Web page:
Lockport Union-Sun & Journal — I’m writing this sentence as I sit at a table overlooking the St. Lawrence River.
And now I’m writing this second sentence five days later. What the heck was I thinking back then? I sat there with my laptop open in an attempt to make a deadline, all the while the lure of the river beckoned.
How futile was that? My fishing boat was tied up at the dock right in plain view and I thought I could concentrate long enough to write a column? It wasn’t going to happen – plain and simple.
Needless to say – but I will anyway - there was a change of plans. I jumped in the boat, called my dog to join me and was set to go. All pumped up, I was ready for some action. Unfortunately, both batteries in the boat were completely dead. A collective sound of relief could be heard coming from the bait box. The worms thought they were off the hook. (Now that’s funny – I don’t care what you say.)
But that’s standard operating procedure for yours truly. Murphy had me in mind when he declared, “If anything can go wrong, it will.”
I had to look on the bright side and be thankful that the battery didn’t fail while I was in the middle of the river … again. Two summers ago I took my son, Paul and granddaughter, Emma out fishing. We had to be towed back to shore. How embarrassing was it? Since then, my boat has been given the official title of “Caboose” by the Indian tribes up there. (I’m sorry, Bernie, I meant … Native Americans.)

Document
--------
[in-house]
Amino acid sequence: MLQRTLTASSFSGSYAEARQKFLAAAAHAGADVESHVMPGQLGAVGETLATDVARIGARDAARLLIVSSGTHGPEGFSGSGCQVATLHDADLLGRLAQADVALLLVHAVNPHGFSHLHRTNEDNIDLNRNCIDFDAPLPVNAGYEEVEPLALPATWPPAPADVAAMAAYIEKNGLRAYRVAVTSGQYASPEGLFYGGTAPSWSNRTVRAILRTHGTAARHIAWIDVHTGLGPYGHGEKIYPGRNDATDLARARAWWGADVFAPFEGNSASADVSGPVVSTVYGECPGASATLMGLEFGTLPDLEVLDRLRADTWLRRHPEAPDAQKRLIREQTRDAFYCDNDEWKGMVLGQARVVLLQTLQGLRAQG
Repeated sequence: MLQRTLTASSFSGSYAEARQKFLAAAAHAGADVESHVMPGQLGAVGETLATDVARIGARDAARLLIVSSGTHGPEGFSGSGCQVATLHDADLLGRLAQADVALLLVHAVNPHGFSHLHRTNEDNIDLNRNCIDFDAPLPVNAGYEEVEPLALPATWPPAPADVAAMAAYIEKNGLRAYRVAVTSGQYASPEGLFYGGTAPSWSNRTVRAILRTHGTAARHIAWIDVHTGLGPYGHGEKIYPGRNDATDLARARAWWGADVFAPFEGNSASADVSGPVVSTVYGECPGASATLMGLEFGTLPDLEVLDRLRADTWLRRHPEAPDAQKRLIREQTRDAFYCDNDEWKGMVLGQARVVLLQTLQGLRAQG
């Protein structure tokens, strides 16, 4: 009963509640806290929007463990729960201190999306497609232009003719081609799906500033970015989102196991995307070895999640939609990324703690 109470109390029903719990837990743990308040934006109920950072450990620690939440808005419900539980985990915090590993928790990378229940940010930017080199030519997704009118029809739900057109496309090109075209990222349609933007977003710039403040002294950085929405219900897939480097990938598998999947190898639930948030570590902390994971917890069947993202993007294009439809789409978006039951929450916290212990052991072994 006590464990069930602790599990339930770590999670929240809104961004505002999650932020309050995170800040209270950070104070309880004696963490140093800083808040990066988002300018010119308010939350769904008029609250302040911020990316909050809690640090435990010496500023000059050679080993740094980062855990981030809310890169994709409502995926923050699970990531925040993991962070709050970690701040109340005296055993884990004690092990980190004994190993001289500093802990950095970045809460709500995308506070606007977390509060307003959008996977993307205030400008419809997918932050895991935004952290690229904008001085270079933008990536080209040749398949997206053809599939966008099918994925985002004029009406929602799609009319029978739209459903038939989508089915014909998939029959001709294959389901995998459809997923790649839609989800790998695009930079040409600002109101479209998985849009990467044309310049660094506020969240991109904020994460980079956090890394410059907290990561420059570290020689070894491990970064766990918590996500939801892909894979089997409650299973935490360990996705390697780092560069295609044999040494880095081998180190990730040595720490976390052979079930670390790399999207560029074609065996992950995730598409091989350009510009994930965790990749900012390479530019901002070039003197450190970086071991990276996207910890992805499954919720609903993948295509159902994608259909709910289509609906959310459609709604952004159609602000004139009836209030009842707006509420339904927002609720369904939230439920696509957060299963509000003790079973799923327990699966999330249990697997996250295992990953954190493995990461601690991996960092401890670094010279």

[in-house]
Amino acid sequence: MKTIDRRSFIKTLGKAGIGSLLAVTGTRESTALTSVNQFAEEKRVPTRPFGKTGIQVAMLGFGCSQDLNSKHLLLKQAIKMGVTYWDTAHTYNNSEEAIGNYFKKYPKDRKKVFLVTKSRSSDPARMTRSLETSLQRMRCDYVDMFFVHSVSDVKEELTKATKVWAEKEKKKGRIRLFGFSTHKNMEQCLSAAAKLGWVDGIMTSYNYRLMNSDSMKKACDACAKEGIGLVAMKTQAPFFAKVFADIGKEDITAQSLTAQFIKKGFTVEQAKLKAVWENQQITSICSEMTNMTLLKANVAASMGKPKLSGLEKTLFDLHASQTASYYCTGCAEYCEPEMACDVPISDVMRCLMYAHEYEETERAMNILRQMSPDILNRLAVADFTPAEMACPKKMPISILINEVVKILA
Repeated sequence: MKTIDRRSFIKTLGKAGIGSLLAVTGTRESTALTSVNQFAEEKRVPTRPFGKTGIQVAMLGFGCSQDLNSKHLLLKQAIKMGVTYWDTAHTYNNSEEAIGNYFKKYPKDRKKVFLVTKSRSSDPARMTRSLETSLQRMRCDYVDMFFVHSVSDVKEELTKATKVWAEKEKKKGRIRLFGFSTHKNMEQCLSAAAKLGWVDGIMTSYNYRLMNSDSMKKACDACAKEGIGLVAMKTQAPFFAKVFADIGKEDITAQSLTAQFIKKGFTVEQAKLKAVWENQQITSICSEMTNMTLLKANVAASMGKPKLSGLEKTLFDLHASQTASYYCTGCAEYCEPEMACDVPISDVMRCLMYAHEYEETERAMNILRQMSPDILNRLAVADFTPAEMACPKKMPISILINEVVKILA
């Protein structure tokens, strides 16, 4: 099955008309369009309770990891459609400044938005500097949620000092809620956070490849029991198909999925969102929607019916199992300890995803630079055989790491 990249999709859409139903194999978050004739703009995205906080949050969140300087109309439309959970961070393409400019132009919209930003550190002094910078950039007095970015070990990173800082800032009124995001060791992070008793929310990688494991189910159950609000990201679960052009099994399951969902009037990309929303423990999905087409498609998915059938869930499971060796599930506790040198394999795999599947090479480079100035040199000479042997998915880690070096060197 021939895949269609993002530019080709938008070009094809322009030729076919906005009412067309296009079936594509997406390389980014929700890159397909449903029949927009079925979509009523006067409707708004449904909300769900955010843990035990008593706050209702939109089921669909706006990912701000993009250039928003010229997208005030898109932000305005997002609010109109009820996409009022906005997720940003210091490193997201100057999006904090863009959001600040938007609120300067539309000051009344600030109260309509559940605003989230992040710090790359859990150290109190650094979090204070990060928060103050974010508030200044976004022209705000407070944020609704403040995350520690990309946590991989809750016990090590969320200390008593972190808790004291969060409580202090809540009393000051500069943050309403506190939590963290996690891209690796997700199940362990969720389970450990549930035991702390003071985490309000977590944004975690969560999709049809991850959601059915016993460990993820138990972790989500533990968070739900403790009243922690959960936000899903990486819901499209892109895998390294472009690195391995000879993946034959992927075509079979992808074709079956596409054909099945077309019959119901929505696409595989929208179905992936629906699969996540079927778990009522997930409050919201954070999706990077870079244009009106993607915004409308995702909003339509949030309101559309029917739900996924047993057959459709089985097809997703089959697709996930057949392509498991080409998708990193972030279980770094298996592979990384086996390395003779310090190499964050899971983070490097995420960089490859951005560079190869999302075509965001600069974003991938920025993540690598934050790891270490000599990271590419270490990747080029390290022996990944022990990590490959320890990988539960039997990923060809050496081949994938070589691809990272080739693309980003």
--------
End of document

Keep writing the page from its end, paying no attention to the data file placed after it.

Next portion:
Speaking of Paul, he was there with his family again this year. On the first day he arrived, he walked around to where I was working and asked if the water should be spraying out of the PVC line in the back of the cottage.
Murphy had struck again: the line had split. I had seventeen jobs slated ahead of that, so thankfully, he took it upon himself to fix it. Welcome to the Labor Camp.
He wasn’t the only one who helped. My other son, Eric, arrived before his wife and kids. He brought along four of his buddies who were going to stay for a couple of days. They showed up ready to rock and roll. (Apparently, the parole board was in a festive mood that week and let them all out at the same time.)
On the plus side, their vim and vinegar came in handy. They carried two dozen rail-road ties down the 60 steps to where I needed them. But that was nothing compared to the load that two of them brought back from town that night. Tip of the Charles Atlas-hat to Zack, Mike, David and both Erics.
As usual my daughter, Melissa, was a tremendous help to her mother. I have no idea what she did but that’s just the way she rolls. I have the luxury of taking her for granted … in a good way.
Our three kids and 7 grandchildren had congregated there for a family wedding and my wife’s annual family-reunion. Both wing-dings had me scared to death. My wife has 8 siblings. With their children, we have 27 million nephews and nieces … and they all have kids. For a guy who can’t remember his cat’s name, this is a terrifying experience.
I will be back next week for the continuation of this saga in a column titled “Do I know you?”
But for now, that’s the way it looks from the Valley.Tom Valley is a Medina resident. His column appears every Thursday. Contact him at email@example.com.